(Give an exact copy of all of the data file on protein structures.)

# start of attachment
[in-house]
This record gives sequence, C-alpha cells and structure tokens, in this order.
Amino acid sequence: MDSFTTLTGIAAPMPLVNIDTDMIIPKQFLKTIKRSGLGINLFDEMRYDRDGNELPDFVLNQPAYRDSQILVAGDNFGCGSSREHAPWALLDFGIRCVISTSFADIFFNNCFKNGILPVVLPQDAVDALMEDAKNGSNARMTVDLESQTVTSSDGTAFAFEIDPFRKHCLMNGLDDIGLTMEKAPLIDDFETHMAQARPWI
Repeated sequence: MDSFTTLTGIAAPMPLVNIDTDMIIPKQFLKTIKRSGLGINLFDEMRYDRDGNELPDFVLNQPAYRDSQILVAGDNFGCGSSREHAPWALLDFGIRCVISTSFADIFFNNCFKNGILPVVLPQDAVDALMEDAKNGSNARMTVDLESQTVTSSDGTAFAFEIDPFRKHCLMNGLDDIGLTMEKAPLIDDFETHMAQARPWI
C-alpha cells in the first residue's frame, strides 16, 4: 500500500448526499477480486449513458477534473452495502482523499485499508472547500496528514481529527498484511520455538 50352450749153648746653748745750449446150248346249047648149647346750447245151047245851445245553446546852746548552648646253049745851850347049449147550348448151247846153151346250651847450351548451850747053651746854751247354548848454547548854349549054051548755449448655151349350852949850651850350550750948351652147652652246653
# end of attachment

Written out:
[in-house]
This record gives sequence, C-alpha cells and structure tokens, in this order.
Amino acid sequence: MDSFTTLTGIAAPMPLVNIDTDMIIPKQFLKTIKRSGLGINLFDEMRYDRDGNELPDFVLNQPAYRDSQILVAGDNFGCGSSREHAPWALLDFGIRCVISTSFADIFFNNCFKNGILPVVLPQDAVDALMEDAKNGSNARMTVDLESQTVTSSDGTAFAFEIDPFRKHCLMNGLDDIGLTMEKAPLIDDFETHMAQARPWI
Repeated sequence: MDSFTTLTGIAAPMPLVNIDTDMIIPKQFLKTIKRSGLGINLFDEMRYDRDGNELPDFVLNQPAYRDSQILVAGDNFGCGSSREHAPWALLDFGIRCVISTSFADIFFNNCFKNGILPVVLPQDAVDALMEDAKNGSNARMTVDLESQTVTSSDGTAFAFEIDPFRKHCLMNGLDDIGLTMEKAPLIDDFETHMAQARPWI
C-alpha cells in the first residue's frame, strides 16, 4: 500500500448526499477480486449513458477534473452495502482523499485499508472547500496528514481529527498484511520455538 50352450749153648746653748745750449446150248346249047648149647346750447245151047245851445245553446546852746548552648646253049745851850347049449147550348448151247846153151346250651847450351548451850747053651746854751247354548848454547548854349549054051548755449448655151349350852949850651850350550750948351652147652652246653